A new study suggests Malaysia Airlines flight MH370 took a different route on the day it disappeared and crashed north-east of Madagascar, not south-west of Western Australia.
Scientists at Cardiff University have been studying underwater sound waves recorded on the day the flight disappeared.
If the data is from the missing aircraft, it would indicate it crashed much further north than the area already covered by a lengthy and expensive search.
Flight MH370, carrying 239 people, disappeared as it made its way from Kuala Lumpur to Beijing on March 8, 2014.
Two hydro acoustic stations in the Indian Ocean – one off Cape Leeuwin in Western Australia and the other in north-west at Diego Garcia – have picked up acoustic-gravity waves which are being examined by the scientists.
Each of the two stations continuously record soundwaves in the oceans.
Signals from both indicate waves that could have come from a large object, such as a meteorite or an aircraft hitting the water.
Previous studies by both Cardiff University and Western Australia’s Curtin University have looked at signals from the Cape Leeuwin station between 12am and 2am UTC on March 8, 2014, when the plane is believed to have crashed based on the aircraft’s satellite data.
But, the researchers at Cardiff University were prompted to examine signals from Diego Garcia and look at a wider time frame – from 11pm on March 7, 2014 and 4am the next day – by a new understanding of how fast and far the waves travel underwater.
“We have now been able to identify two locations where the aeroplane could have impacted with the ocean, as well as an alternative route that the plane may have taken,” Cardiff University’s Dr Usama Kadri wrote on The Conversation.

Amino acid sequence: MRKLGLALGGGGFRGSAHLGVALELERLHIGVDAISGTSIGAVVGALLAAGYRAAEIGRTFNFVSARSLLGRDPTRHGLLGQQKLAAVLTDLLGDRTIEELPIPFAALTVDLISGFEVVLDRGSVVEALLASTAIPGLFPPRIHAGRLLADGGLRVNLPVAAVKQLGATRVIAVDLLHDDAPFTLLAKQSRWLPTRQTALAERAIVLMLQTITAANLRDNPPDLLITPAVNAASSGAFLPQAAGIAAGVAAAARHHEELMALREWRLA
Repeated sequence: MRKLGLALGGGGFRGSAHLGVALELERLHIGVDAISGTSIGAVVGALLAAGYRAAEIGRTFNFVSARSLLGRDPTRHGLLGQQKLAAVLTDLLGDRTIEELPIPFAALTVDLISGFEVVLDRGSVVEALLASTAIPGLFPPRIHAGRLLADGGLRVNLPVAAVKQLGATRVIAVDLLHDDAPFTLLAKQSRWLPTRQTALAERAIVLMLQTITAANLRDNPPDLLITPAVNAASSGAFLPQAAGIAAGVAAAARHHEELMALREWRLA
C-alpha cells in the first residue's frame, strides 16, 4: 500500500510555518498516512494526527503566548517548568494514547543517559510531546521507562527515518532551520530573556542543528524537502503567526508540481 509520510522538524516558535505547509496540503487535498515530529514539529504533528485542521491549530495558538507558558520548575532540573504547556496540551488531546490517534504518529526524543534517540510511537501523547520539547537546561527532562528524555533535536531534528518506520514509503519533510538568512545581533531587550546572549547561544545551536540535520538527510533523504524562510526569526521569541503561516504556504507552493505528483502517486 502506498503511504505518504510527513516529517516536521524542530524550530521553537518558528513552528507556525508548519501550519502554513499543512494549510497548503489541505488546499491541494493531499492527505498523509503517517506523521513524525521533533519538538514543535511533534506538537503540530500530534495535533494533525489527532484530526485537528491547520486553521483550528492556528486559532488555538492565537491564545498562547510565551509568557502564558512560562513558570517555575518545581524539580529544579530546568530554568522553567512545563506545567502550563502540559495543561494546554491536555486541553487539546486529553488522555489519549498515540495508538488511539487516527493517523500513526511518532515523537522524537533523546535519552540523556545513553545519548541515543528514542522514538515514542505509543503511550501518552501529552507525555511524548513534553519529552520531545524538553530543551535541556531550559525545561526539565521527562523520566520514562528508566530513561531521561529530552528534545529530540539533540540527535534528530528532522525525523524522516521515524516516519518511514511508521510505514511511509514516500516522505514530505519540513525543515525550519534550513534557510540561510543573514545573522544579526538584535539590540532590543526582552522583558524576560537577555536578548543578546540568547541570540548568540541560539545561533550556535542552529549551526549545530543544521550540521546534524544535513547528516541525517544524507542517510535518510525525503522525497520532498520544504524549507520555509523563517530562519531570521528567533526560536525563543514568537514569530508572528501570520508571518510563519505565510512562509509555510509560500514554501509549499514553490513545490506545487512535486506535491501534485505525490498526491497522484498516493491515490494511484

If the signals picked up by the Diego Garcia are from the missing aircraft, it would indicate the doomed plane took a different route to the one that has been long assumed.
The new data from Diego Garcia would point to a crash site “in the northern part of the Indian Ocean,” north-east of Madagascar, Dr Kadri said.
Two searches of the presumed crash site south-west of Western Australia have failed to turn up any trace of the plane.
Later, pieces of the aircraft began washing up off the coast of Africa with the latest find appearing on a beach in Madagascar.
Dr Kadri said it is possible the the sound signals from the northern hydroacoustic station were distorted by “noise” that could have been caused by a military exercise, known to have been in place around the time on that side of the Indian Ocean.
He said it is feasible that these large soundwaves may instead have come from a rocket or missile being fired, rather than a Boeing 777 crashing into the ocean.